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The Effects of Housing Assistance on Labor Supply: Evidence from a Voucher Lottery

Publication Date:
Jan 2012
Published In:
Project Programs:
Future of Work

This study estimates the effects of means-tested housing programs on labor supply using data from a randomized housing voucher wait-list lottery in Chicago. Economic theory is ambiguous about the expected sign of any labor supply response. We find that among working-age, able-bodied adults, housing voucher use reduces labor force participation by around 4 percentage points (6 percent) and quarterly earnings by $329 (10 percent), and increases Temporary Assistance for Needy Families program participation by around 2 percentage points (15 percent). We find no evidence that the housing-specific mechanisms hypothesized to promote work, such as neighborhood quality or residential stability, are important empirically. (JEL I38, J22, R23, R38)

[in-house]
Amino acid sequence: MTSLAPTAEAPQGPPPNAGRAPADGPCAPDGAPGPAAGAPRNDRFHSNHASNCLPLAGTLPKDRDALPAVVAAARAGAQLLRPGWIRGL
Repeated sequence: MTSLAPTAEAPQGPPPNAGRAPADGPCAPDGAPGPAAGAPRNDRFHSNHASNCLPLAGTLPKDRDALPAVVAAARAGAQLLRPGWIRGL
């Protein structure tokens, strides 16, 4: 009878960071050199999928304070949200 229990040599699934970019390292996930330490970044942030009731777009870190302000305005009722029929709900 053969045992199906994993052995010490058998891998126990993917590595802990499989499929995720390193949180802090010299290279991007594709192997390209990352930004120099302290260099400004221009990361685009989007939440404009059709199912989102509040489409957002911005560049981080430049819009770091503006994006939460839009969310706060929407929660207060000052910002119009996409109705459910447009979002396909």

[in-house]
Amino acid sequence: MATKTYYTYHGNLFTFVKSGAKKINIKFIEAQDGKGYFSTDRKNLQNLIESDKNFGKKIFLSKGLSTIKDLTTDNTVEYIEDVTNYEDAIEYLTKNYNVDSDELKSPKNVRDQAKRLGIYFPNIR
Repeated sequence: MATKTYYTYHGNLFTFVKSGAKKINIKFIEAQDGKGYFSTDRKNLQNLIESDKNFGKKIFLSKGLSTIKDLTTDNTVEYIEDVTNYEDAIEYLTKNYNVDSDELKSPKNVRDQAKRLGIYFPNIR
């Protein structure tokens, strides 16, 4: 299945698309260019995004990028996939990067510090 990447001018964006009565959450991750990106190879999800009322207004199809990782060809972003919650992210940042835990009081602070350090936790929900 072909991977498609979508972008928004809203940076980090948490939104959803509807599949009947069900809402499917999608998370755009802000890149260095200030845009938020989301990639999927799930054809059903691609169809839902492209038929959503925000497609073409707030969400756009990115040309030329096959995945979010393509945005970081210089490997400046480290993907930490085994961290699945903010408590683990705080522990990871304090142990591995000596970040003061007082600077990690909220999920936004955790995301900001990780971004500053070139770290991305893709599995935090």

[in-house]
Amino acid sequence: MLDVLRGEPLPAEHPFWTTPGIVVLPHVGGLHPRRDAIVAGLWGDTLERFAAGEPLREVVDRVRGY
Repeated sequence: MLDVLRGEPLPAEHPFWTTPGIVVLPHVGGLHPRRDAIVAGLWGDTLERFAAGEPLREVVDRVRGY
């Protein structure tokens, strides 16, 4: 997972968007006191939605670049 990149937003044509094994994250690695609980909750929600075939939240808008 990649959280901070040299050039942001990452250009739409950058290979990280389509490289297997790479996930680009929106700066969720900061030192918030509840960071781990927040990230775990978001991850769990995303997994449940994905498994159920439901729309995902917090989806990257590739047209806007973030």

The Russell Sage Foundation
Journal of the Social Sciences

The Russell Sage Foundation Journal of the Social Sciences is a peer-reviewed, open-access journal of original empirical research articles by both established and emerging scholars.

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